20. In 1944, the Port of Seattle briefly renamed the Seattle-Tacoma Airport for (a) Boeing President Phil Johnson, (b) President Franklin Roosevelt, (c) Sen. Henry M. Jackson.
  21. The Boeing B-29 "Enola Gay," which dropped the atomic bomb on Hiroshima, was built in (a) Renton, (b) Wichita, or (c) Omaha.
  22. In an effort to break a 1948 strike by machinists, Boeing enlisted the aid of (a) President Harry Truman, (b) Teamster boss Dave Beck, or (c) movie actor Ronald Reagan.
  23. The 1951 crash of a B-50 destroyed (a) the Frye meat packing plant, (b) Boeing's Plant 2, or (c) the world's largest whorehouse.
  24. Test pilot Tex Johnston stunned 1955 Seafair spectators by putting the Dash-80 prototype of the 707 through, technically, (a) a barrel roll, (b) an aileron roll, or (c) a tootsie roll.
  25. Boeing's design for the 747 grew out of a failed bid to build the (a) TFX , (b) C-5, or (c) DynaSoar.
  26. After Congress canceled the Supersonic Transport project in 1970, Boeing sold its SST mockup to (a) the Smithsonian, (b) Museum of Flight, or (c) a Florida amusement park.

Bonus: True or False: During the "Boeing Bust" of the early 1970s, the company laid off more workers in Washington than it currently employs here.

Now check the answers to see how you rate: (1-9) Just moved here from St. Louis; (10-18) Earned your green card as a Seattleite; (19-26) You've climbed to the top of the Lazy B totem; and a perfect 27: Take a seat on the Boeing board of directors. We need you!

Answers and HistoryLink Essays

1-b; 2-a (Essay No. 3478: Silas Christofferson shows off aeroplane, bombs Seattle, on July 18, 1914); 3-c (Essay No. 368: Herb Munter becomes Seattle's first airplane builder in 1915); 4-a (Essay No. 369: Boeing-built airplane, the B&W, makes its maiden flight from Seattle's Lake Union on June 15, 1916); 5-b (Essay No. 373: William Boeing and Eddie Hubbard deliver the first shipment of international airmail on March 3, 1919); 6-a (Essay No. 373: Boeing Airplane Co., formerly Pacific Aero-Products, is officially incorporated on May 9, 1917); 7-b; 8-c; 9-a (Essay No. 363: U.S. Army flyers depart Sand Point Airfield for first aerial circumnavigation of the globe on April 6, 1924, and Essay No. 364: U.S. Army flyers land at Sand Point Airfield to complete first aerial circumnavigation of the globe on September 28, 1924);10-b (Essay No. 2077: Boeing Field, Seattle's first municipal airport, is dedicated on July 26, 1928); 11-a (Essay No. 3318: Seattle's first airplane fatality occurs at The Meadows Racetrack on May 29, 1912); 12-b; 13-c (Essay No. 3546: Federal anti-trust actions cause United Aircraft and Transport, a Boeing conglomerate, to dissolve on September 26, 1934); 14-b (Essay No. 2018: Boeing 247 takes flight from Boeing Field, opening new vistas in commercial air travel, on February 8, 1933 [Note that the DC-3 quickly replaced the DC-2]; 15-b (Essay No. 1004: Sea-Tac International Airport: Part 1 -- Founding, and Essay No. 1005: Port of Seattle agrees to build new regional airport on March 7, 1942); 16-a (Only one Sea Ranger seaplane was built, earning it the nickname "Lone Ranger," before Renton was converted to bomber production); 17-c (Essay No. 2004: Boeing Flying Fortress B-17 prototype takes her maiden flight on July 28, 1935); 18-b; 19-a (Essay No. 2874: Prototype Boeing B-29 crashes into Seattle's Frye Packing Plant on February 18, 1943); 20-a (Essay No. 3718: Port of Seattle Commission proposes to rename Seattle-Tacoma Airport for Philip G. Johnson on September 15, 1944); 21-c (Essay No. 1351: United States drops atomic bomb on Hiroshima on August 6, 1945); 22-b (Essay No. 2283: Boeing Machinists Strike, 1948); 23-c (Essay No. 3969: B-50 Bomber crashes into the Lester Apartments near Boeing Field, killing 11, on August 13, 1951); 24-b (Essay No. 390: Boeing prototype jet performs dramatic roll over Lake Washington on August 7, 1955); 25-b (Essay No. 1181: Boeing 747 takes maiden flight on February 9, 1969); 26-c; Bonus Question: True (Essay No. 1287: Billboard reading "Will the Last Person Leaving SEATTLE -- Turn Out the Lights" appears near Sea-Tac International Airport on April 16, 1971). Boeing shed more than 60,000 workers, more than its reported 2003 state payroll.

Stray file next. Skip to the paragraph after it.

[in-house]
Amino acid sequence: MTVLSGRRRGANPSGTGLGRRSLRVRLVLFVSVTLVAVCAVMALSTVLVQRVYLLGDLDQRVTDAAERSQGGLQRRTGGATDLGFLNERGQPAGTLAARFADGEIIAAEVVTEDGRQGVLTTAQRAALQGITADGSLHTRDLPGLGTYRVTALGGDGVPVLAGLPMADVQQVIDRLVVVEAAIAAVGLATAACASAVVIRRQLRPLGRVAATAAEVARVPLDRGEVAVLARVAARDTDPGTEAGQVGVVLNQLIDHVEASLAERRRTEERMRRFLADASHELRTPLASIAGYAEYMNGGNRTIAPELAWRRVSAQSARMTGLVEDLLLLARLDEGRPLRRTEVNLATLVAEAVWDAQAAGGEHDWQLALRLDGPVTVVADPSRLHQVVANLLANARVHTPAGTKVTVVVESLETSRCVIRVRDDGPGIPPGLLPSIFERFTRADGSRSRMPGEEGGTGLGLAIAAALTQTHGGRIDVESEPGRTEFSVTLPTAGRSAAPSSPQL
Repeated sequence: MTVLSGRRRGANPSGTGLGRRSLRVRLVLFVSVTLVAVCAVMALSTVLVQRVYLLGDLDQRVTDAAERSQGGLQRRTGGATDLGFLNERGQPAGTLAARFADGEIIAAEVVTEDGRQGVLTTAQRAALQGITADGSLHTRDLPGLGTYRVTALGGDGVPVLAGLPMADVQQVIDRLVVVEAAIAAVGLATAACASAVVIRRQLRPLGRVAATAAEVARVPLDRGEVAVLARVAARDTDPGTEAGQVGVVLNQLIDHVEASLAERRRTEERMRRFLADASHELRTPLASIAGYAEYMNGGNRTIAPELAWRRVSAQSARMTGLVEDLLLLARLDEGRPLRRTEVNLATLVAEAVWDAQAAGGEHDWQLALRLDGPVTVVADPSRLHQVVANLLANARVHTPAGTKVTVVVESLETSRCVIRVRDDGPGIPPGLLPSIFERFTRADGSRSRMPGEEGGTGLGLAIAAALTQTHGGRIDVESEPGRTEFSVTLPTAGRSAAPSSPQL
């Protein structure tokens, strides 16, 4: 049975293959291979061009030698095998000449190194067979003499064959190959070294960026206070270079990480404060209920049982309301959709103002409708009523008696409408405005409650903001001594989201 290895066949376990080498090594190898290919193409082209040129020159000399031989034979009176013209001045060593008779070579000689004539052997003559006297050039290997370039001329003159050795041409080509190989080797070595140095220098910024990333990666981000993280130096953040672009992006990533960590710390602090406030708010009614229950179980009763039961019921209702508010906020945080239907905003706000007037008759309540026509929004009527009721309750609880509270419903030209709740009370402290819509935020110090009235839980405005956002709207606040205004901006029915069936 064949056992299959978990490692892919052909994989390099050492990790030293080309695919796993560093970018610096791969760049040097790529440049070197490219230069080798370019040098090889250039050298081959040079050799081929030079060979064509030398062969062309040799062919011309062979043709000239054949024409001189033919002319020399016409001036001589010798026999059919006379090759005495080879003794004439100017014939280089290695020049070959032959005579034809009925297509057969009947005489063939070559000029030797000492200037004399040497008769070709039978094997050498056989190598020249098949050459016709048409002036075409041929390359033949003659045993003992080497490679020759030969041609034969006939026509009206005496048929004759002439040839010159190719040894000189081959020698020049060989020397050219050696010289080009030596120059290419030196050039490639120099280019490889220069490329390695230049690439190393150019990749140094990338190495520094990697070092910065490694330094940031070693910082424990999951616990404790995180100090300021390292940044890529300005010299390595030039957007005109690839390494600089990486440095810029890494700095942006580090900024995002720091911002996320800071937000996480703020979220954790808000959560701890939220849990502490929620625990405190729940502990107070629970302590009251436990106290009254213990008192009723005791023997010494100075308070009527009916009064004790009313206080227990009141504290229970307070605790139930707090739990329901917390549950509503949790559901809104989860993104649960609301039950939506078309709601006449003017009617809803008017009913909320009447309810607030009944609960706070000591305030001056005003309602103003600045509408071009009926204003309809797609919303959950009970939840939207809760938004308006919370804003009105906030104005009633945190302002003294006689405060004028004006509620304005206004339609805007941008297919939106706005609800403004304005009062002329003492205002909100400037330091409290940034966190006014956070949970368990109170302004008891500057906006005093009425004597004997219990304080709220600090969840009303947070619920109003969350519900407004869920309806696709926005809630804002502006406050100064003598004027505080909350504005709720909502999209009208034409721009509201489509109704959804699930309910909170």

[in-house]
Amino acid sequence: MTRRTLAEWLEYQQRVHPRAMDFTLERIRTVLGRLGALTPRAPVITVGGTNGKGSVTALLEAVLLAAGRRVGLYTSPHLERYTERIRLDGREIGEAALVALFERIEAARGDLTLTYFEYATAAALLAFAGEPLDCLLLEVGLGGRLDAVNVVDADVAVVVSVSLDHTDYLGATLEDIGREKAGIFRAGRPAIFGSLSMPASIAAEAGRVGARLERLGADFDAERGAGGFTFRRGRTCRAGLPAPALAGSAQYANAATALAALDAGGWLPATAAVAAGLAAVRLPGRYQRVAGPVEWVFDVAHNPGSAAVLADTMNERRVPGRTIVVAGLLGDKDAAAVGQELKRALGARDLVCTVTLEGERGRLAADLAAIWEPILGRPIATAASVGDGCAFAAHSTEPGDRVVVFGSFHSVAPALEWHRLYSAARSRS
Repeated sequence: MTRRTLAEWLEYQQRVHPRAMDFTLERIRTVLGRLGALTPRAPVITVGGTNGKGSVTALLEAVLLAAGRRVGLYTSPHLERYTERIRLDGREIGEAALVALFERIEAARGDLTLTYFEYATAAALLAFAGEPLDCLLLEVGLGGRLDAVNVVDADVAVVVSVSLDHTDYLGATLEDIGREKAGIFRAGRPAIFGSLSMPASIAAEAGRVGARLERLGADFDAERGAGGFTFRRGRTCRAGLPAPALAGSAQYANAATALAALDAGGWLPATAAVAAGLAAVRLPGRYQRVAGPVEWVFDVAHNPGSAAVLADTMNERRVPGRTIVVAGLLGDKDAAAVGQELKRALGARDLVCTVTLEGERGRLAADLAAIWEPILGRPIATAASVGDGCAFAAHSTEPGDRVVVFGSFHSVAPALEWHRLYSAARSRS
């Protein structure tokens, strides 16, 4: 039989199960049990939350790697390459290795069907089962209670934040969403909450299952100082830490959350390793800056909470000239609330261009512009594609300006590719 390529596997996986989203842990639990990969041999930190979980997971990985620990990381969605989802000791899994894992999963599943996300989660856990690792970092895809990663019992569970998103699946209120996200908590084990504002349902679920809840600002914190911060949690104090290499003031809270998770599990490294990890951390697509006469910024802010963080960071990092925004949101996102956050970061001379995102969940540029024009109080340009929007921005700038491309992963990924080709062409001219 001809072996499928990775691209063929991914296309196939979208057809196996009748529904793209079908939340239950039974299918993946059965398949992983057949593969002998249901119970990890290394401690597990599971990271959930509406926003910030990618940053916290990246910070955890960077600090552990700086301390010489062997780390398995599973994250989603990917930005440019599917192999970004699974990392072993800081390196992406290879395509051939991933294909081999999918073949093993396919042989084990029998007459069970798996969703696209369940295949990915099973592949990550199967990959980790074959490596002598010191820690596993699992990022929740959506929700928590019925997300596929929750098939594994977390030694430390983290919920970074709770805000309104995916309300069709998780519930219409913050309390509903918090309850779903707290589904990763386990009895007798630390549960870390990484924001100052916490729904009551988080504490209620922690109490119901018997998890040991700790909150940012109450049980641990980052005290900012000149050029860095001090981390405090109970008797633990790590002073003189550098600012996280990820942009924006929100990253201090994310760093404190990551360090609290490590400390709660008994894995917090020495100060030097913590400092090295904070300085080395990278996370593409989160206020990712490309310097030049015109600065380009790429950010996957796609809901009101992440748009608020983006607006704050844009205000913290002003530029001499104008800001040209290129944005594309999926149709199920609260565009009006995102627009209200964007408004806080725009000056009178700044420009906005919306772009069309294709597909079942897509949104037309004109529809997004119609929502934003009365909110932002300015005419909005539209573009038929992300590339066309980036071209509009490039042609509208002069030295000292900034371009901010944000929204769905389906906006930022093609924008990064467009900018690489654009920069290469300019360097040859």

Reprinted courtesy of The Seattle Times with special thanks to Lee Moriwaki and Jim Vesely.